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Old April 6th, 2004, 11:17   #1
TDIMeister
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Default The absurdity of fixed percentage drivetrain loss

The whole concept of a fixed percentage drivetrain loss in evaluating chassis dyno tests is one of the most absurd things i've ever heard of in my experience as a powertrain engineer, and is the motivation behind this post.

First, a primer: energy (or in the case relevant to this discussion -- power) cannot be created or destroyed. Simple enough? Where then, does that power that is transmitted from the crank, to the wheels, and ultimately to the road, go? Most of it goes to friction and therefore heat.

Second, an illustration: For argument's sake, take a stock 90HP TDI, and we'll arbitrarily say that it has a 15% driveline loss. That means that the engine would be developing about 104HP (90/1.15) at the crank. The loss through the drivetrain was 14HP (104-90). Now, you do a bunch of engine mods without touching the drivetrain, and you now measure, say, 135HP at the wheels. Adding the customary 15% to refer back to the crank, you get 155HP, but the loss through the drivetrain is now 20HP, a difference of 6HP, WHEN NOTHING HAS BEEN TOUCHED THERE!

Do you now see the absurdity of this concept?

Firstly, may I submit that 2WD vehicles with manual transmissions have very good mechanical efficiencies, as evidenced by the fact that 2 quarts of non-pressurized, non-circulating oil is sufficient to keep the entire transmission cool and lubricated. In fact, to attach a number to it, manual transmissions are usually over 90% efficient, and many over 95%. That implies a loss through the transmission of between 5.3-11%. Even the best automatic transmissions with lock-up TCs achieve between 80-85% efficiencies.

Secondly, may I submit that contrary to popular (mis)conception, flywheel weights, rim weights/diameters and tire type (should) have very little contribution to the HP numbers on a rolling road dyno. Heavy flywheels and rims act as inertial dampers but do not destroy or create energy, nor transform it to heat, as would have to happen to if it is to result in a greater or lesser HP value on the dyno. Tires will shed energy in the form of heat by the simple contact with the ground and also though the flexing of the treads and sidewalls, but this amount is negligable in the scheme of things that it is generally ignored unless you are an engineer for an OEM, race car team or tire manufacturer. More on inertia in a moment.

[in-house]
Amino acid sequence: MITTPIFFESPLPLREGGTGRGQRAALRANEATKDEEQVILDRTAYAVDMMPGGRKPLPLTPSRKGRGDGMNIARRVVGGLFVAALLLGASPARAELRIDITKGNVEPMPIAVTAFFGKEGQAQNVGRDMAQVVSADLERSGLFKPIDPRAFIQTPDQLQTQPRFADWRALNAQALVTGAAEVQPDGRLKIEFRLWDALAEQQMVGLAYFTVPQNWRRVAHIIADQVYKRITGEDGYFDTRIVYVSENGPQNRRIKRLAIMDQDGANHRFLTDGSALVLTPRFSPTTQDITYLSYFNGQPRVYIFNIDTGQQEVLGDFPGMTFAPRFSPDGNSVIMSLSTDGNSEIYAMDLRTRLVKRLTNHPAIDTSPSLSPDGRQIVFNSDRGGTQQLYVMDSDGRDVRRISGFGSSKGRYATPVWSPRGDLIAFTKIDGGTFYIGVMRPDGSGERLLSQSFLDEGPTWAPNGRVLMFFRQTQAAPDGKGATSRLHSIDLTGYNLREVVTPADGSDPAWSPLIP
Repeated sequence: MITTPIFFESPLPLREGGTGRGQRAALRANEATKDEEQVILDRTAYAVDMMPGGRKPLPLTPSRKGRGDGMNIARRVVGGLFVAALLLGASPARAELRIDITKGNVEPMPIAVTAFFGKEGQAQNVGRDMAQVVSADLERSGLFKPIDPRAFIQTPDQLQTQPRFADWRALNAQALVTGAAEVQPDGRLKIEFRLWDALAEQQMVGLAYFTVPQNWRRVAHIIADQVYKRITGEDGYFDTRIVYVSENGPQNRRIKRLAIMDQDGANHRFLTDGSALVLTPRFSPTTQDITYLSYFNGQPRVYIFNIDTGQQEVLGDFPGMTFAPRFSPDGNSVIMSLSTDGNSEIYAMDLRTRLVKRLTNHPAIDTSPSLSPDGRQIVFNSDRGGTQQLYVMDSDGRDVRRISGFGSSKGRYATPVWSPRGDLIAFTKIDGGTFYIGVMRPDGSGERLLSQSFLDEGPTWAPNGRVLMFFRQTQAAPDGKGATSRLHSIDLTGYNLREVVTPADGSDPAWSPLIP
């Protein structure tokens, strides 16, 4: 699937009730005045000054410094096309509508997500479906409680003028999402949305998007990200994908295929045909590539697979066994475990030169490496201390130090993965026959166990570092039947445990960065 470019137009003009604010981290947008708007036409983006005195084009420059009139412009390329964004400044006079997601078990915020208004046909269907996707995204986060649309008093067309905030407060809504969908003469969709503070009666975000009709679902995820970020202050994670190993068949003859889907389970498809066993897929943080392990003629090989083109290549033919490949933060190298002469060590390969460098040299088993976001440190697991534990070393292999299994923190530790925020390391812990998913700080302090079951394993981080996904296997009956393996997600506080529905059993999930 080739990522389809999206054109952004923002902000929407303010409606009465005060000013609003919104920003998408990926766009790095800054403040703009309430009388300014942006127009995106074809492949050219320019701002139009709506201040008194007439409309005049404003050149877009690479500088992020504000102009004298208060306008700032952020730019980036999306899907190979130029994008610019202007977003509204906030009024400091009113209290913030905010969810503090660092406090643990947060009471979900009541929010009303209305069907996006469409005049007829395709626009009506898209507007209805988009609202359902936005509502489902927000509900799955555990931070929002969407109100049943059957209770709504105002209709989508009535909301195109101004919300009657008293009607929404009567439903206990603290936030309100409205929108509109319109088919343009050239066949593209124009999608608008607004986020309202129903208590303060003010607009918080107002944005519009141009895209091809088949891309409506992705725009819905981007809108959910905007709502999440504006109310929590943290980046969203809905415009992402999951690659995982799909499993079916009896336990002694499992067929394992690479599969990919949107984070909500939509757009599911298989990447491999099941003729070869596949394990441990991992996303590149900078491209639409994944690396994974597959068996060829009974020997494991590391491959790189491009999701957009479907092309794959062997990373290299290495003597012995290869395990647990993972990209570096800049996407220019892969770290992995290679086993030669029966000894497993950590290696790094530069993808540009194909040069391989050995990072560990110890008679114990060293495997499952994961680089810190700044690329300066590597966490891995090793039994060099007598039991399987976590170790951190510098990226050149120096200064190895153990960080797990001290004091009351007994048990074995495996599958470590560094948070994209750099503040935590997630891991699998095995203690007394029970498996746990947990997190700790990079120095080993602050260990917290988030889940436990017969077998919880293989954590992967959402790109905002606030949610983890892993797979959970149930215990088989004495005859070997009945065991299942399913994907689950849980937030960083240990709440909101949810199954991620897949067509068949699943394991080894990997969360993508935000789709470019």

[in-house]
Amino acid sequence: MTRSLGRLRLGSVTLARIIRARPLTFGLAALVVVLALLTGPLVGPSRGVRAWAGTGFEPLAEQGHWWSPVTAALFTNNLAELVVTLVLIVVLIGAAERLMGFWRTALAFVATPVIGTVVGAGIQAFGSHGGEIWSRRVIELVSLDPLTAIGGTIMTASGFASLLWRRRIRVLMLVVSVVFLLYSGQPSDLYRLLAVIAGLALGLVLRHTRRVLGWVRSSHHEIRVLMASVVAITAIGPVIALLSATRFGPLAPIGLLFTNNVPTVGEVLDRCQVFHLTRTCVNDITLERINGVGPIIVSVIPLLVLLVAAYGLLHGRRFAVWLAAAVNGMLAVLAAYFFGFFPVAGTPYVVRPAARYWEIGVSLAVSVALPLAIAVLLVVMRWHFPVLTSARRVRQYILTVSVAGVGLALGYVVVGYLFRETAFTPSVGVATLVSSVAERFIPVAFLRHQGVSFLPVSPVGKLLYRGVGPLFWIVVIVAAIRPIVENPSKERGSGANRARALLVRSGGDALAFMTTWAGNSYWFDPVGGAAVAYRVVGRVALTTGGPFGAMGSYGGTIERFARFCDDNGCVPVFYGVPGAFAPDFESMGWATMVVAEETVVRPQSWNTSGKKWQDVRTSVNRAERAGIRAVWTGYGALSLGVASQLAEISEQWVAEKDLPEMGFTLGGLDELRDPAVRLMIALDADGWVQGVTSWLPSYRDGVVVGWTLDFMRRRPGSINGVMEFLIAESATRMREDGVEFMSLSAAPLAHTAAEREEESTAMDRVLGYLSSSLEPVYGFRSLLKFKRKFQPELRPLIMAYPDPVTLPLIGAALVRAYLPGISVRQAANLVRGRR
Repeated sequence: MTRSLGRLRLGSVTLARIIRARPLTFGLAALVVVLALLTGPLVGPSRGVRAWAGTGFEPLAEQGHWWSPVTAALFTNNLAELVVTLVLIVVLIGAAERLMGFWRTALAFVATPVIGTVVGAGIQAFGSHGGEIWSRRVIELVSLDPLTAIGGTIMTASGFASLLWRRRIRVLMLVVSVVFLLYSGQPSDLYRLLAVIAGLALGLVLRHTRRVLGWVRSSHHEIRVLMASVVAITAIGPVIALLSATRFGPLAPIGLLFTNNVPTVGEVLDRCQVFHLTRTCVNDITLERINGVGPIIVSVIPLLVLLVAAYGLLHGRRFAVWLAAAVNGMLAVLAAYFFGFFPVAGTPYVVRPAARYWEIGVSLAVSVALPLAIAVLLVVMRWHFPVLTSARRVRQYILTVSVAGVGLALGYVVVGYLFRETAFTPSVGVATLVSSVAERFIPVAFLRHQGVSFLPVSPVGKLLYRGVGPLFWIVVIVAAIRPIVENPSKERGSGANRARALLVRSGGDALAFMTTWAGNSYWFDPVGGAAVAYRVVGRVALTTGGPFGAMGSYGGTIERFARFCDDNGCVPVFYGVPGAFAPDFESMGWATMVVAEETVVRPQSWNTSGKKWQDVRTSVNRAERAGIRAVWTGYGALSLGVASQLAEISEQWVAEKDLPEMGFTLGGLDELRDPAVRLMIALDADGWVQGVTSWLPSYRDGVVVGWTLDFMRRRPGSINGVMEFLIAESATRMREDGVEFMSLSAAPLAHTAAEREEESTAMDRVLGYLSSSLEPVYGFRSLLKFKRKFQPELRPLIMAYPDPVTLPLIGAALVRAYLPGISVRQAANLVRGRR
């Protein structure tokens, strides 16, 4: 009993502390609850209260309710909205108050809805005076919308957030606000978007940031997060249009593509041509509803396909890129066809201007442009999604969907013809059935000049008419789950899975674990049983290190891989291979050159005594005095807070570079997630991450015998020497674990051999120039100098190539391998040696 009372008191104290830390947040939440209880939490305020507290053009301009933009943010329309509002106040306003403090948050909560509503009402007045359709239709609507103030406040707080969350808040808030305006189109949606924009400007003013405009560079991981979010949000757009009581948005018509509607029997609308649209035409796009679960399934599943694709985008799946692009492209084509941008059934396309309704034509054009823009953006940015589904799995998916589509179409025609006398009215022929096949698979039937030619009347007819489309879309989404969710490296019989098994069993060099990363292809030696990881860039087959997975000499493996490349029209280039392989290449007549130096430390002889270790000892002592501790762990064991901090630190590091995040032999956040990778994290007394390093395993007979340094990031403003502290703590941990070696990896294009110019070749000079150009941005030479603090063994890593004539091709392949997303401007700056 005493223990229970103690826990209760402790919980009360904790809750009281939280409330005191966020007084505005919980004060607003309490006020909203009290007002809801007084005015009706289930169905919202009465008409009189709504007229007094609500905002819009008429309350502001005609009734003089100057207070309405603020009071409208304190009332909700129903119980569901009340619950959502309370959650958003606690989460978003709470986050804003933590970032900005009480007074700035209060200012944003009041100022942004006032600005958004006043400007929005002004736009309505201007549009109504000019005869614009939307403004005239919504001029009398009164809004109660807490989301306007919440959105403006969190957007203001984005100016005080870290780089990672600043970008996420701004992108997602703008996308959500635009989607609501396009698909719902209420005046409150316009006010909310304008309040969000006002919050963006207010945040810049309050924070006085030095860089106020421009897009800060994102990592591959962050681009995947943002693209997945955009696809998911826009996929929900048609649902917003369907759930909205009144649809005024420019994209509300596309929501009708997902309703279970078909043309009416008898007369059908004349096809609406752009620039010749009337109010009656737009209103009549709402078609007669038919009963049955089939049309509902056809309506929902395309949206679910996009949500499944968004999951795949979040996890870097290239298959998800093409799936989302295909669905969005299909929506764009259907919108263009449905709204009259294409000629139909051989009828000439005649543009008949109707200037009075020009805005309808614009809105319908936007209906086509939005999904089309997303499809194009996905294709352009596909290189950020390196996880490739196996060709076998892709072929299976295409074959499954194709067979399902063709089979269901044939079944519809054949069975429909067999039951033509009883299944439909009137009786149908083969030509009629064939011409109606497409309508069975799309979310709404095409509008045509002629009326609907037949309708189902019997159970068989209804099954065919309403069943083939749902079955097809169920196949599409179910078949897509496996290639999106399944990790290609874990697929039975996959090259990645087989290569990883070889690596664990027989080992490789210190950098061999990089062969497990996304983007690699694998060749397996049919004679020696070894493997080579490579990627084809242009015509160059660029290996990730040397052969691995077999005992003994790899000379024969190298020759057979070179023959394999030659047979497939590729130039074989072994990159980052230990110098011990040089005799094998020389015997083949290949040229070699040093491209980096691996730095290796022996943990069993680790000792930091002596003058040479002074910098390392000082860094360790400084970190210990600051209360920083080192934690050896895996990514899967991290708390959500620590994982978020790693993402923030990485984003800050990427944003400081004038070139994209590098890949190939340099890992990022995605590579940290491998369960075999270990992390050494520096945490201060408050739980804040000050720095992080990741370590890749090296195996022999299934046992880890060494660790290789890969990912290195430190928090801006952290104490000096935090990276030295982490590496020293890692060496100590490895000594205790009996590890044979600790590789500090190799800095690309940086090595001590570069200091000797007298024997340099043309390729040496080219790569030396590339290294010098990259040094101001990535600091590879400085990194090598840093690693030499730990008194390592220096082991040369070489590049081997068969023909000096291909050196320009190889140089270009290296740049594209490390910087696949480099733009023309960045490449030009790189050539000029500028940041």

Thirdly, I hope the above underscores that an accurate measurement of drivetrain loss cannot be overgeneralized. For one, it is not constant across the entire measurement range within a given run. In fact, friction increases roughly linearly with speed. In automotive engineering speak, this is quantified by a parameter called the FMEP (friction mean effective pressure), and although it's is not called that, it is manifested in many engine graphs you may read without even realising it. Frictional losses are different at 2000RPM to 4000 RPM, etc., etc. You cannot, therefore, equate the drivetrain loss of a car whose engine is turning at 8000RPM at the maximum rated power to one turning at 4000RPM, because on the basis of the RPM alone, frictional losses at 8000RPM are roughly double that at 4000RPM.

That said, yes, it's true: gear selection when performing a rolling road dyno DOES have an impact on HP, but it is not usually borne in dyno results, because the difference is small and within the inevitable variation from test-to-test and also measurement error.

Further, engine/driveline design considerations mean that there is a wide variance in frictional losses between different cars; the comparison of mechanical efficiencies between manual- and automatic transmissions have already been discussed above. Cars with AWD, automatic trannies, and large-displacement/many-cylinder engines will tend to have higher frictional losses than small-displacement, 2WD, manuals.

Finally, The importance of "motored" or coast-down tests in a dyno evaluation is important and needs to be stresssed, because that is what accounts for your true frictional losses and balances the inertial "ledger sheet" of the different driveline components, including the wheels and tires. The energy that is absorbed in the form of inertia in the flywheel/wheels/tires, etc. is accounted for ("given back," to oversimplify) in this coast-down, and when doing a street (i.e. butt) dyno, also accounts for the very important aerodynamic drag.
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